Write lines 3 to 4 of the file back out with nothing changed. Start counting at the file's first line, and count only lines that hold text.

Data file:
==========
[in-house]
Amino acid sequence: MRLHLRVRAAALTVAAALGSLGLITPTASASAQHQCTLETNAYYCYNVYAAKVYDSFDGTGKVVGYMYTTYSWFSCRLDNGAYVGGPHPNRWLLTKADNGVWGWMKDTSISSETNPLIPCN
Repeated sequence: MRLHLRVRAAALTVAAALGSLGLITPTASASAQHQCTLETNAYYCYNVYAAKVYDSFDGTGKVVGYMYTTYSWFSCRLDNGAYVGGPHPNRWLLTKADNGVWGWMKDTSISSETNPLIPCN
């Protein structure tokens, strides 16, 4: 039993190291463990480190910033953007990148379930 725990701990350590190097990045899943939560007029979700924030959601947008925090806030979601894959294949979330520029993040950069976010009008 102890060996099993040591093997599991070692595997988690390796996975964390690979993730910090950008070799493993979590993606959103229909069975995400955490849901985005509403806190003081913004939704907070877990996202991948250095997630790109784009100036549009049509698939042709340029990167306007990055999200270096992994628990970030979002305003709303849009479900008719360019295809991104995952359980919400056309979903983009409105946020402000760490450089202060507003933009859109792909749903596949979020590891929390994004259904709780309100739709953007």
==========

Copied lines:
Repeated sequence: MRLHLRVRAAALTVAAALGSLGLITPTASASAQHQCTLETNAYYCYNVYAAKVYDSFDGTGKVVGYMYTTYSWFSCRLDNGAYVGGPHPNRWLLTKADNGVWGWMKDTSISSETNPLIPCN
């Protein structure tokens, strides 16, 4: 039993190291463990480190910033953007990148379930 725990701990350590190097990045899943939560007029979700924030959601947008925090806030979601894959294949979330520029993040950069976010009008 102890060996099993040591093997599991070692595997988690390796996975964390690979993730910090950008070799493993979590993606959103229909069975995400955490849901985005509403806190003081913004939704907070877990996202991948250095997630790109784009100036549009049509698939042709340029990167306007990055999200270096992994628990970030979002305003709303849009479900008719360019295809991104995952359980919400056309979903983009409105946020402000760490450089202060507003933009859109792909749903596949979020590891929390994004259904709780309100739709953007």